When the margins get larger in college football, sometimes the games get shorter.
Clemson’s 59-0 victory over Football Championship Subdivision program South Carolina State on Saturday marked the latest college football game to be shortened due to a lack of competitiveness.
NCAA rules state that at “any time during the game, the playing time of any remaining period or periods and the intermission between halves may be shortened by mutual agreement of the opposing head coaches and the referee.”
The NCAA rules only allow for shortening the length of time in each quarter and don’t permit the use of a running clock, though there is evidence of games having used running clocks in the past.
“The refs came to me right before the half and just said, ‘Would I be OK with some type of shortening up the game if South Carolina State wanted to do it?’ ” Clemson coach Dabo Swinney said. “I said it would be fine with me. When I got back on the field for the third quarter, they came to me and said, ‘Are you OK with 12-minute quarters these two (quarters)?’ I said it’d be great. I didn’t have a problem with that.”
The third and fourth quarters of the Clemson-South Carolina State game were shortened to 12 minutes each. Clemson led 45-0 at halftime.
The move allowed Clemson to end the game as soon as possible and begin preparing for Thursday’s Atlantic Coast Conference opener with Georgia Tech. And it enabled both teams to reduce the risk of injuries in a game that already had been decided.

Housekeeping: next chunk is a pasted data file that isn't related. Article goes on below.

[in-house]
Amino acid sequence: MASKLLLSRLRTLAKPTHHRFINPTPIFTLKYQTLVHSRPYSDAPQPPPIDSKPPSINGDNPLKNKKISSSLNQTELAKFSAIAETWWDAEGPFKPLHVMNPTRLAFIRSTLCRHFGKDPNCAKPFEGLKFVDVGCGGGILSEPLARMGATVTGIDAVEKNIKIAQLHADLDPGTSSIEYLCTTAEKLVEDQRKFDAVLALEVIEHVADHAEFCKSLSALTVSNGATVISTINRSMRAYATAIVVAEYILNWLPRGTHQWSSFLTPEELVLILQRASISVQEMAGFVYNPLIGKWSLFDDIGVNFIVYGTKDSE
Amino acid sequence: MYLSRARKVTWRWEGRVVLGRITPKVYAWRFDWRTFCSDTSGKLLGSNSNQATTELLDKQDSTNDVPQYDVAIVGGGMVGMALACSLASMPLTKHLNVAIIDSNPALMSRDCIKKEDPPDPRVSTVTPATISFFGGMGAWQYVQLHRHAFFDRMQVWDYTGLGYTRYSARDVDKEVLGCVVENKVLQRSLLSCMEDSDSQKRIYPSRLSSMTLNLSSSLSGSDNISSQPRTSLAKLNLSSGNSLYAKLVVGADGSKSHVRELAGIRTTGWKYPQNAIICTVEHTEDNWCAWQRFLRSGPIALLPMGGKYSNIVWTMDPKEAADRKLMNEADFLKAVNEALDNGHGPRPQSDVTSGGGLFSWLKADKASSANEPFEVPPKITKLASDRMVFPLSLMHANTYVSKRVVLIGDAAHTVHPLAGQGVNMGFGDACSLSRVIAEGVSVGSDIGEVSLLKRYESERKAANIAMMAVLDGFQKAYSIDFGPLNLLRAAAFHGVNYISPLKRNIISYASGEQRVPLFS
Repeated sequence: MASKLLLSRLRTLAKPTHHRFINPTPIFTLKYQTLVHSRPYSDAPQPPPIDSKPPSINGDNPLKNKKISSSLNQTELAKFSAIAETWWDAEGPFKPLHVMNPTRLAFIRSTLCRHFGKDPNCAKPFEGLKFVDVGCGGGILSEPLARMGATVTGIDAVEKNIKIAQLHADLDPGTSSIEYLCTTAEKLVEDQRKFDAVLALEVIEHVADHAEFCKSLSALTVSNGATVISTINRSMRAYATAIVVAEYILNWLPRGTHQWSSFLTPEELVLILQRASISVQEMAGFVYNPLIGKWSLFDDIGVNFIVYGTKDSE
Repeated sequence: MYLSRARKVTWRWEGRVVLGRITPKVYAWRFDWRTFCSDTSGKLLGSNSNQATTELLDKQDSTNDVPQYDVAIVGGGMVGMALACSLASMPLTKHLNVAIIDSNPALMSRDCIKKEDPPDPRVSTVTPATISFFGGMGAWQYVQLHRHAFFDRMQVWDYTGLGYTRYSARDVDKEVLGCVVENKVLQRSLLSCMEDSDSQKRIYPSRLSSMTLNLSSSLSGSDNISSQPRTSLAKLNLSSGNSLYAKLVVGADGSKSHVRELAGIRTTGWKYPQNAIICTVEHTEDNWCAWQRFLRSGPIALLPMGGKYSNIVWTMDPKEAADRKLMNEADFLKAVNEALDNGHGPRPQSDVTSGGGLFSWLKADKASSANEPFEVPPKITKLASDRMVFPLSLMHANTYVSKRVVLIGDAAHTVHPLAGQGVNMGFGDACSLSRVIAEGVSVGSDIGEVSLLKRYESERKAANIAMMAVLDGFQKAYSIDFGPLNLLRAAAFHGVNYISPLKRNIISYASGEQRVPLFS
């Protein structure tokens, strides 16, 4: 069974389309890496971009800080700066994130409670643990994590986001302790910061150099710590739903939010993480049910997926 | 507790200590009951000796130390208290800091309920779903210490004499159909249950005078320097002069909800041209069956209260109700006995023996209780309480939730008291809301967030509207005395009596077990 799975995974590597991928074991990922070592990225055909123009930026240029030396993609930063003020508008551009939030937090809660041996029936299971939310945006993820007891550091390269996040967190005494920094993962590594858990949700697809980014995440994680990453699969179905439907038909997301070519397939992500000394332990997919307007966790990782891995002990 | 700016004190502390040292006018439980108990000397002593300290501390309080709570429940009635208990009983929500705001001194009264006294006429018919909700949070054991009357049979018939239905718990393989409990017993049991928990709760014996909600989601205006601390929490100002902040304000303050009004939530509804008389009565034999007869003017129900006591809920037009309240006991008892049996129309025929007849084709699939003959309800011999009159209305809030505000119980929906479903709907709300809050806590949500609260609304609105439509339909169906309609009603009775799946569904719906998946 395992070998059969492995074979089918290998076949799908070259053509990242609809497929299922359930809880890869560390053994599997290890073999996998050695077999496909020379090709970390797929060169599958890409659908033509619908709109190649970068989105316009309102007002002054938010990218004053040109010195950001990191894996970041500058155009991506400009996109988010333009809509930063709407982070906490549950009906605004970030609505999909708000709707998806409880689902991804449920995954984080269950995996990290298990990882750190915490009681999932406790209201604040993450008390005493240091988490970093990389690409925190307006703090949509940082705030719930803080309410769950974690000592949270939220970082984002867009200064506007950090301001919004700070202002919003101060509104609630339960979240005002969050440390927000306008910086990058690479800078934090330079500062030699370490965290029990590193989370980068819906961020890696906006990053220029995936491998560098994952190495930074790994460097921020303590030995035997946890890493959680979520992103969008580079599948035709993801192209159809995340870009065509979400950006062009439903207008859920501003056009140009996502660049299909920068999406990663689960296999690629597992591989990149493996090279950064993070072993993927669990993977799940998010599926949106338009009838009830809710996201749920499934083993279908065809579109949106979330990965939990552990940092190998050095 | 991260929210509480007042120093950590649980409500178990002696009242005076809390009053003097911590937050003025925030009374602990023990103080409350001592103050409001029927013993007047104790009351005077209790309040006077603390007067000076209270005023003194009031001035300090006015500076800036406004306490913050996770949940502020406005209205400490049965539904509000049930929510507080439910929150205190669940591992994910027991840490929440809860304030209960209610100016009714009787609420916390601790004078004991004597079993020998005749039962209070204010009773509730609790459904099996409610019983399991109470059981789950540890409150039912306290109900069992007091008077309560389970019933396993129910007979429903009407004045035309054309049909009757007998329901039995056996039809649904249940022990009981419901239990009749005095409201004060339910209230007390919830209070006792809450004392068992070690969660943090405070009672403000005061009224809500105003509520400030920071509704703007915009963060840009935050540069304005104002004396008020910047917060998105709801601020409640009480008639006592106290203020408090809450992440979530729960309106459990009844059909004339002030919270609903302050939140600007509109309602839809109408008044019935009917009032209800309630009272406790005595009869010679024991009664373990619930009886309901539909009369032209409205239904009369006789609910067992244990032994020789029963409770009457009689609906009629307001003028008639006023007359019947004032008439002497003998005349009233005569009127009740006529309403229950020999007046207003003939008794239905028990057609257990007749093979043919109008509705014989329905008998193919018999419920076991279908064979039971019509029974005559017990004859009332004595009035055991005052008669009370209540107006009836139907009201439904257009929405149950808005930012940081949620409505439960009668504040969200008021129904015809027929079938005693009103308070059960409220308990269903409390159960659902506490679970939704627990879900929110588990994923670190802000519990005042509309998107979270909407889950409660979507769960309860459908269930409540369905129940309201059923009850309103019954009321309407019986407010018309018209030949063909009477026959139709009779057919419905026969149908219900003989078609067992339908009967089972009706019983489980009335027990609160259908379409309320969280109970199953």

“Anything we can do to make our teams better for the next week, we probably needed to do,” South Carolina State coach Buddy Pough said.
The shortening of this game was hardly unprecedented. Here’s a sampling of games over the last five years in which a lopsided score caused some changes in the timekeeping.
2012: Florida State 55, Savannah State 0: After a 56-minute weather delay in the second quarter with Florida State ahead 48-0, officials agreed to use a running clock. The game was called for good in the third quarter due to lightning.
2013: Louisville 72, Florida International 0: A running clock inadvertently was used for portions of the second half of the Cardinals’ shutout . Gerald Austin, the coordinator of officials for Conference USA, said after the game that FIU coach Ron Turner had commented to officials that he wanted to run the ball in the second half because injuries had limited the number of players he had available. An official misinterpreted the comment. Austin said there were five times that the clock should have been stopped when it kept running. Neither coach requested a running clock.
2013: Miami 77, Savannah State 7: The fourth quarter of this game was shortened to 12 minutes. Miami also ran the play clock almost to expiration before each of its snaps in the final period. Miami already was leading 77-7 through the end of three quarters.
2013: North Carolina 80, Old Dominion 20: The fourth quarter of this game was shortened to 10 minutes. No points were scored during that final period.
2015: Boston College 76, Howard 0: The third and fourth quarters of the Eagles’ shutout were shortened to 10 minutes each. Boston College led 62-0 at halftime.
Online: AP College Football website www.collegefootball.ap.org